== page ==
Will Priti Patel's actions bring down Theresa May's cabinet?
By Joe Harker
At some point Theresa May must be wondering if the universe hates her. She is prime minister, but her government has lurched from one catastrophe to another. Not only is her Foreign Secretary one of her rivals in the Tory party, but he has also blundered badly enough to put a British citizen at risk in Iran.
If she had hoped things would get better, someone had a different idea. Priti Patel was the Secretary of State for International Development before her forced resignation, and has been caught having secret meetings with the Israeli government where she suggested that UK foreign aid money could fund their armed forces.
May is in a weak position where she cannot just sack ministers who have been incompetent or duplicitous, but if she doesn't do anything the message will be clear: the Prime Minister cannot do anything to remove members of the cabinet. She had to move against Patel, but she is not in a strong position to fight off other members of her cabinet, and some blame may fall on her head for appointing Patel. Sacking her was perhaps the only option left open to the prime minister, but it may not be so easy for other members of the cabinet to get the boot.
The Financial Times suggests that the recent ineptitude of cabinet ministers exposes the prime minister's waning power in her own government. While the incident reflects badly on Patel and has led to her expulsion from the cabinet, it also looks terrible for the prime minister to be presiding over such a disastrous government. If May knew about Patel's meetings with the Israeli government then she is as complicit as the minister, if she did not know then it makes her look incompetent and unaware of the actions of her own ministers.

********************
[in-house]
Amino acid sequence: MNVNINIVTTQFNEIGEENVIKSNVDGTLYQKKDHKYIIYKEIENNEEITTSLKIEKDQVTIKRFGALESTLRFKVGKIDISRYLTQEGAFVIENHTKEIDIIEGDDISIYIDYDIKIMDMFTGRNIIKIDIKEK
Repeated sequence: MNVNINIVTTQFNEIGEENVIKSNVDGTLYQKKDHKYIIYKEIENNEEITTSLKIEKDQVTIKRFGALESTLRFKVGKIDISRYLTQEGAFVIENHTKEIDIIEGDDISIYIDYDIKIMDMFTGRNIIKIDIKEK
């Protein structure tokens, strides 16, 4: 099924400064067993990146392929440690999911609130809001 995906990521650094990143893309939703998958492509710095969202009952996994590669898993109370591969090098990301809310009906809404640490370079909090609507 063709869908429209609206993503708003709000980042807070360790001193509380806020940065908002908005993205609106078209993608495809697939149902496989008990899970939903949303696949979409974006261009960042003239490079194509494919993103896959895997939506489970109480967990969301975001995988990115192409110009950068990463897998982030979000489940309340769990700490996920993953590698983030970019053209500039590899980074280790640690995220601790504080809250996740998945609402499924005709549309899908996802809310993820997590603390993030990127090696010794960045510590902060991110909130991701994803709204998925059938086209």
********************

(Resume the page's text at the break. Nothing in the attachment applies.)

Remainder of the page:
The Guardian believes that Patel's downfall will boost Boris Johnson's standing in the cabinet. While his own blunder was awful, it has been overtaken by Patel's mistake and that could end up taking all the attention off him. In addition, the prime minister may not be able to sack both Johnson and Patel, but as the latter was the one making more headlines then she was the likely candidate to be sacked.
The PM has also been called a "martyr without a cause", as she is suffering death by a thousand ineptitudes but is not making progress on delivering Brexit or her policies.
Whatever May's Britain is supposed to look like, this is almost certainly not it. There will be more blunders and disasters after Priti Patel, but this might be the one that illustrates just how weak a position Theresa May is in.